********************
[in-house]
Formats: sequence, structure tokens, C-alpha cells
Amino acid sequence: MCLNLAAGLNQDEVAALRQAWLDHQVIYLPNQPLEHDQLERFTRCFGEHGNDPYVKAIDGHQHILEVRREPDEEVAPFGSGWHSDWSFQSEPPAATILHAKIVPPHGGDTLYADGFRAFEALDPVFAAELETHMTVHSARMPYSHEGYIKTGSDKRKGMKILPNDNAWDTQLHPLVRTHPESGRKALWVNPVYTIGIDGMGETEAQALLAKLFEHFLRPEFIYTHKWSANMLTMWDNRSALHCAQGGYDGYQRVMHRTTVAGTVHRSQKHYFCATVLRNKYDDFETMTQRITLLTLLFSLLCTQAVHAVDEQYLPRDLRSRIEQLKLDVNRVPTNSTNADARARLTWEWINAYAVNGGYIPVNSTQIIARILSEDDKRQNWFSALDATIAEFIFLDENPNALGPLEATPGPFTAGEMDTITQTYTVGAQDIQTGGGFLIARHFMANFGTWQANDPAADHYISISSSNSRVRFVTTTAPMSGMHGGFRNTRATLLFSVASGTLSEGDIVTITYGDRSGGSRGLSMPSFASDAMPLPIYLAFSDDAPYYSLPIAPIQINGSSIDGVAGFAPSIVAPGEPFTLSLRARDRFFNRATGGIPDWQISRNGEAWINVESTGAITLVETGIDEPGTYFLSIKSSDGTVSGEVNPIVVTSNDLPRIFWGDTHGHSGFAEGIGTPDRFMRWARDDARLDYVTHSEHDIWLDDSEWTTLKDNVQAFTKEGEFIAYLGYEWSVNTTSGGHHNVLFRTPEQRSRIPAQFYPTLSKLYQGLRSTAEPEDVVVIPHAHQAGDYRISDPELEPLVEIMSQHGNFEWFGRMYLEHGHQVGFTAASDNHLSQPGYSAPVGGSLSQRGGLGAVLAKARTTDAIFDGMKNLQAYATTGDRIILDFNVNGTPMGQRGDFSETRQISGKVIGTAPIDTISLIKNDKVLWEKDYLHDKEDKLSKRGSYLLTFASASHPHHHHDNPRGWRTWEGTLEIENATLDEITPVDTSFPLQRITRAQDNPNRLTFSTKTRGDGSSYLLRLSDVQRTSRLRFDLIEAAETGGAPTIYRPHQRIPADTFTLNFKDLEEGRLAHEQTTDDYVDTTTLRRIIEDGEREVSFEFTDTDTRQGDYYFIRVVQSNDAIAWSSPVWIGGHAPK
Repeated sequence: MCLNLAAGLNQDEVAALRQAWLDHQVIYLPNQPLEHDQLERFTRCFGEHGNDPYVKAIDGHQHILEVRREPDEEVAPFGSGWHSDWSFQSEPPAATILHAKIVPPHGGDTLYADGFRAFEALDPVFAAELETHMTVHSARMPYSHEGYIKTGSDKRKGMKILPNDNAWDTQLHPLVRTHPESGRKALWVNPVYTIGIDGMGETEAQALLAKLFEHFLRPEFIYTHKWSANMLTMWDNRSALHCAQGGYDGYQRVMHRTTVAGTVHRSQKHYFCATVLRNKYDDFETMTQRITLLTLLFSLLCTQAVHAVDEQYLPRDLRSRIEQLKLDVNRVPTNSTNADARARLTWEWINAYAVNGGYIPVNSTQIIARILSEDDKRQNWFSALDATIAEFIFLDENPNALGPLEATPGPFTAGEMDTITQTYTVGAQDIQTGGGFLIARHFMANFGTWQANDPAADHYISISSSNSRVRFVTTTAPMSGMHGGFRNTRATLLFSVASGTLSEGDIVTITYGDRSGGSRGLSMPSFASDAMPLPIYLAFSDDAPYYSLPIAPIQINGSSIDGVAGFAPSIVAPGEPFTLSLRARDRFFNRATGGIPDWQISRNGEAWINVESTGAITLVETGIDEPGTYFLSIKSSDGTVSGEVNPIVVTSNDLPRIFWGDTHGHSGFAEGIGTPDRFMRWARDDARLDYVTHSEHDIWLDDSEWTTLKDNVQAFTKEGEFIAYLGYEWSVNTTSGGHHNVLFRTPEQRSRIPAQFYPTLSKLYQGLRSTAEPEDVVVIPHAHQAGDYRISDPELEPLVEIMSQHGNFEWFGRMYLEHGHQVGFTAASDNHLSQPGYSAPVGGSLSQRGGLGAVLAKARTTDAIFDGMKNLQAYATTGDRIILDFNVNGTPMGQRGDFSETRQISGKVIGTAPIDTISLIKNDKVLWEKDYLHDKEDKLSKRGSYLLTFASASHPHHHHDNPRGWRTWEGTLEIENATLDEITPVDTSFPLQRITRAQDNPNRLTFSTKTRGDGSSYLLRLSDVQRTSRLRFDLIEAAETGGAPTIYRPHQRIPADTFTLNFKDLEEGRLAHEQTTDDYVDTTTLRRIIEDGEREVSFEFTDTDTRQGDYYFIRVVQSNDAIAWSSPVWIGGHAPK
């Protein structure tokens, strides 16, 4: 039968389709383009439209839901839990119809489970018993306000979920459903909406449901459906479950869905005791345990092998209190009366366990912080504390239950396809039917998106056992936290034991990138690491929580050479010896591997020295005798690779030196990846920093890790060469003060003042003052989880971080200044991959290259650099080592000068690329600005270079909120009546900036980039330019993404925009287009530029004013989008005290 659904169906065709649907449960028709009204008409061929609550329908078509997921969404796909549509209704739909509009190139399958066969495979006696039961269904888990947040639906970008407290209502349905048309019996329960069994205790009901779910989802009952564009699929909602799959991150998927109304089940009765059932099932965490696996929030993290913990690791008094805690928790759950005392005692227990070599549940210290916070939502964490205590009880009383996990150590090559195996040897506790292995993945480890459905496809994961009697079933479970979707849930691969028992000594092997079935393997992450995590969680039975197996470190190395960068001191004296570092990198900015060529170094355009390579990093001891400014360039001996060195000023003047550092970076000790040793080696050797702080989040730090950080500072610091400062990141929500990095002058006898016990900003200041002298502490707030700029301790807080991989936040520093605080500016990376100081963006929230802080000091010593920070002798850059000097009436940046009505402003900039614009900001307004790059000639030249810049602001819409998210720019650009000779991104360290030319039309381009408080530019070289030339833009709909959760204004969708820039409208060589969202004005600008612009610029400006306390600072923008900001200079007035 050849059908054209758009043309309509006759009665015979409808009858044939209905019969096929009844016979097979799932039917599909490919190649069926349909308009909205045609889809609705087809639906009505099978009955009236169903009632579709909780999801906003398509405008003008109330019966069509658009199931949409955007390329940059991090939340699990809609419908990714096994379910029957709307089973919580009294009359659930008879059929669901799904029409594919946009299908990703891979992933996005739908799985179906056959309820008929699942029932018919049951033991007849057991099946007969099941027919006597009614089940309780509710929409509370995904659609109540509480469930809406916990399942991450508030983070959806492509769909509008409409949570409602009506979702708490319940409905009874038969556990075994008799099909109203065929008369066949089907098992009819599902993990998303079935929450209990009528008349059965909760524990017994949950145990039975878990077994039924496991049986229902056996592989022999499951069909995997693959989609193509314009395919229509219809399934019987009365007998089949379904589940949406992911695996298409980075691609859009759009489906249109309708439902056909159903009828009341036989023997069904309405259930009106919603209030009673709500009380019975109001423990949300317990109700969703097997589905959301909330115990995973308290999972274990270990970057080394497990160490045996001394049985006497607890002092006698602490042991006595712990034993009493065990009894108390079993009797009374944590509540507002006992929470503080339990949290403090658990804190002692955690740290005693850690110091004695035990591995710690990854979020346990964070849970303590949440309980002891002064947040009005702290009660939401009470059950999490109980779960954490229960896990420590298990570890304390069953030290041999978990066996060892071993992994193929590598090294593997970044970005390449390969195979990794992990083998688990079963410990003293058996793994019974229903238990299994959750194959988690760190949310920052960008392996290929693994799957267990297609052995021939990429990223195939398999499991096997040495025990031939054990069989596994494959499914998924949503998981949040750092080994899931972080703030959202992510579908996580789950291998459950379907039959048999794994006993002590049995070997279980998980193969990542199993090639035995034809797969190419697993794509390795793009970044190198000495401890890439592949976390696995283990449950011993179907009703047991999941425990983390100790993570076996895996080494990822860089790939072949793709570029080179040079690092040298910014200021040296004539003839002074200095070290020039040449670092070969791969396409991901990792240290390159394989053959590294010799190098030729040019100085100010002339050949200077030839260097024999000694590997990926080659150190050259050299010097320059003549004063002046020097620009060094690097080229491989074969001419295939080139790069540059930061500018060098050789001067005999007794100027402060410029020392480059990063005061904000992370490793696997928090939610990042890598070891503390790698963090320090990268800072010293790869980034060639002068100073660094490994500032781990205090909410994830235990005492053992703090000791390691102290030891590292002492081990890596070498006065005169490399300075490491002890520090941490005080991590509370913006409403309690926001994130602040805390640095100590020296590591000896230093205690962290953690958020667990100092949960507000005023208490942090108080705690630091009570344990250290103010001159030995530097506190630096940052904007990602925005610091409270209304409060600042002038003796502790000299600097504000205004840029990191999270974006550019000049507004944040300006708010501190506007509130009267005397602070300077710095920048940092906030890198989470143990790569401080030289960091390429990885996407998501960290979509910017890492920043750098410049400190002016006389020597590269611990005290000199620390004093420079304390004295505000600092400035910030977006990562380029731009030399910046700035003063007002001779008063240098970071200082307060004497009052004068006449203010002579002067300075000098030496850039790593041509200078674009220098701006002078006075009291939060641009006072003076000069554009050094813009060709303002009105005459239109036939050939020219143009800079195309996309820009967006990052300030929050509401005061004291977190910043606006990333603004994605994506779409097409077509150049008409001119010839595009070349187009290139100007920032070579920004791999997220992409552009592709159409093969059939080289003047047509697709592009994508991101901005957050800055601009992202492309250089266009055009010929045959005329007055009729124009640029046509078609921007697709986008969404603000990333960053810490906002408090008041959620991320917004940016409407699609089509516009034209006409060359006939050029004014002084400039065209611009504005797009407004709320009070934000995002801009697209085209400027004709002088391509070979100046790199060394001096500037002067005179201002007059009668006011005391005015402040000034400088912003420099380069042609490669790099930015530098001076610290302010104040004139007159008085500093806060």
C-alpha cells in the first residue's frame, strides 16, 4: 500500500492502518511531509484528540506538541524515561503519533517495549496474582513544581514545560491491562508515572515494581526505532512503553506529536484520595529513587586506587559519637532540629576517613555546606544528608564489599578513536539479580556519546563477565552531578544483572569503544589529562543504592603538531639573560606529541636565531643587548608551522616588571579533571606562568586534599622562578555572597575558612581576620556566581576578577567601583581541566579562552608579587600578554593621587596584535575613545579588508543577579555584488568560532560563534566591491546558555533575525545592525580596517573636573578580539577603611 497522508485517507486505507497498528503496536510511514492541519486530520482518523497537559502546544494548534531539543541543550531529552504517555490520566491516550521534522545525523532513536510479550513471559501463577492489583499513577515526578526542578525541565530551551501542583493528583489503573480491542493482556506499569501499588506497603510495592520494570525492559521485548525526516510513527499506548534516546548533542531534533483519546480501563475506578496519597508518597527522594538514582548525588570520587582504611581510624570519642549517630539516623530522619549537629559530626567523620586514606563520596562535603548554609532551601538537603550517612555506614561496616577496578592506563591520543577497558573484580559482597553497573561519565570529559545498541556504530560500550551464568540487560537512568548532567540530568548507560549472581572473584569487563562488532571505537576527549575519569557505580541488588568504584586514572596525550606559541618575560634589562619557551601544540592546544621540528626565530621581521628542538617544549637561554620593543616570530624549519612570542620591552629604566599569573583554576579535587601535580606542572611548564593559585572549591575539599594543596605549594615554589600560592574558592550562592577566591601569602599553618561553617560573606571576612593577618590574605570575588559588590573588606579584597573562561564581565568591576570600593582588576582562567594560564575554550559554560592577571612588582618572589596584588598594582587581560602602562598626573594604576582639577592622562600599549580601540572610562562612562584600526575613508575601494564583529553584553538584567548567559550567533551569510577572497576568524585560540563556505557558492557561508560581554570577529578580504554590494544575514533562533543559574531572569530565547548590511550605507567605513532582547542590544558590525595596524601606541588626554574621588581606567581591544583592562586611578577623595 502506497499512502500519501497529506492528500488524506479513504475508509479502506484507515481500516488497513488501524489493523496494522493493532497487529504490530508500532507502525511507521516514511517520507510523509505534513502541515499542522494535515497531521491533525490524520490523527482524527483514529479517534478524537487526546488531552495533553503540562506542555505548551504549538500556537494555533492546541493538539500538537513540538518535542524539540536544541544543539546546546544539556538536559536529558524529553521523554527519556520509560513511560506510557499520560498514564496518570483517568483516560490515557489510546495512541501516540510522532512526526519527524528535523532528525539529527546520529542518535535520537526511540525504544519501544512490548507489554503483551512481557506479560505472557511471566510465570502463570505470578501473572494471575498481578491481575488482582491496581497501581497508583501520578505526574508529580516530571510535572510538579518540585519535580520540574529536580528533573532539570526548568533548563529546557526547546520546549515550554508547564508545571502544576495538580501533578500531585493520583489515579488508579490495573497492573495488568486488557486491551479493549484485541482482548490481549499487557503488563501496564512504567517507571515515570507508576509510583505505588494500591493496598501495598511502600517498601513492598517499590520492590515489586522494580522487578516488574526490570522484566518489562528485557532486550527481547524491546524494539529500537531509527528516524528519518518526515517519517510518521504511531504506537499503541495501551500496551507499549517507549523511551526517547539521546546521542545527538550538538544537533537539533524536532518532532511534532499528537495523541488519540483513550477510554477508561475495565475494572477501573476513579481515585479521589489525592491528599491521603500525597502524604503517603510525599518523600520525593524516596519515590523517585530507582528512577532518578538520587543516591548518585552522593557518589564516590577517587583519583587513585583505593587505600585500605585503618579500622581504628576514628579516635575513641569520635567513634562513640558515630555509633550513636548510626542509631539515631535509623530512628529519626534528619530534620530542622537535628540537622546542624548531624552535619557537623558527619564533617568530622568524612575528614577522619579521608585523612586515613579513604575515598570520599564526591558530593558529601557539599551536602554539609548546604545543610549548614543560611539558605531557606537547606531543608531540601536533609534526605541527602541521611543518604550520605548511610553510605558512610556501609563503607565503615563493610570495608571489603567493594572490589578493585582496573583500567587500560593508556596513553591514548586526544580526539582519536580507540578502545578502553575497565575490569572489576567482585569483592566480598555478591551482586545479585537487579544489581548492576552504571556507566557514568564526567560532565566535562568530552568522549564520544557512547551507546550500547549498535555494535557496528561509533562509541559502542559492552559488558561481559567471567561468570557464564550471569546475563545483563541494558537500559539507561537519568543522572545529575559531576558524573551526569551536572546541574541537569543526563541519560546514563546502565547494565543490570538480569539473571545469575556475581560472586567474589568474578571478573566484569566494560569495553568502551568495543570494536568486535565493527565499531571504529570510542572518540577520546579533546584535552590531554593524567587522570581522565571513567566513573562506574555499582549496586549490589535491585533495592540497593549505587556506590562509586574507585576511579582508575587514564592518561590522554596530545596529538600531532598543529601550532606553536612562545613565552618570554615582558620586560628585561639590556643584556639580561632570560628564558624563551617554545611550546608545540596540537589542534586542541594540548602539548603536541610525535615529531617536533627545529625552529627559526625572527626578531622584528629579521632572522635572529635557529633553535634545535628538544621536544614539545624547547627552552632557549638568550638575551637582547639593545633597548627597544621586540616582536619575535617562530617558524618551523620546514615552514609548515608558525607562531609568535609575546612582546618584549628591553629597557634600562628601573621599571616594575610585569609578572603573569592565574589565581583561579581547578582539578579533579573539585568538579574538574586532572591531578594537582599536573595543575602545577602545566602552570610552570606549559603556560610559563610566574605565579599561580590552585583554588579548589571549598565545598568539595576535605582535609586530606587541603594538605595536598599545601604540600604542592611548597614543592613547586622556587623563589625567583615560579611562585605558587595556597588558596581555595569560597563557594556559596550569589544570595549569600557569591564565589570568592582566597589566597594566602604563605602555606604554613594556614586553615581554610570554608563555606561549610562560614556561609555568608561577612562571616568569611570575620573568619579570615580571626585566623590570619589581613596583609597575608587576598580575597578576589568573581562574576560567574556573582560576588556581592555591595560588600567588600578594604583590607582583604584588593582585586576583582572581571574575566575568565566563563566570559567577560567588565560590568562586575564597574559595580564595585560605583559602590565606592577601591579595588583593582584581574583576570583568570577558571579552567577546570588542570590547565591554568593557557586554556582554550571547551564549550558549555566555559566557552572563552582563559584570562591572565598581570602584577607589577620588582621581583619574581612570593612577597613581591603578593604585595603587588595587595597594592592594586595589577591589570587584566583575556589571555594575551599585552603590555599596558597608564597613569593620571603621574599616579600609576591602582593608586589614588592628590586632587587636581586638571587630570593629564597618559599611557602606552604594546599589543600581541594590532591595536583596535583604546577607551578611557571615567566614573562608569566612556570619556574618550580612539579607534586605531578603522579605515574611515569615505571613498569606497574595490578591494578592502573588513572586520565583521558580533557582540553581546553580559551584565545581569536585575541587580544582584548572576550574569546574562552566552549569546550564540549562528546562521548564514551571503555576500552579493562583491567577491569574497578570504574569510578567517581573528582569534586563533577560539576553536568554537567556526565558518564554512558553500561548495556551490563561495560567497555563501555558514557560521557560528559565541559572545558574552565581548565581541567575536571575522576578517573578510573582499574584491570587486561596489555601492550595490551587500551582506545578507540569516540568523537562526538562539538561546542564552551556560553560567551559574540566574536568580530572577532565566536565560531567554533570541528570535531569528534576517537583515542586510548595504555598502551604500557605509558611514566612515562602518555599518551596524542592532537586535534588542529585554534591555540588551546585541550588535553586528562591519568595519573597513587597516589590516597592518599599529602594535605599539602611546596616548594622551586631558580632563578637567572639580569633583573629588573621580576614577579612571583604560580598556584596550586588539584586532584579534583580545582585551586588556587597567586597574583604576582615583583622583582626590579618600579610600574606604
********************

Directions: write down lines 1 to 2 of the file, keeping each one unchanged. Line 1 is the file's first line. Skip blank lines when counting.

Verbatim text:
[in-house]
Formats: sequence, structure tokens, C-alpha cells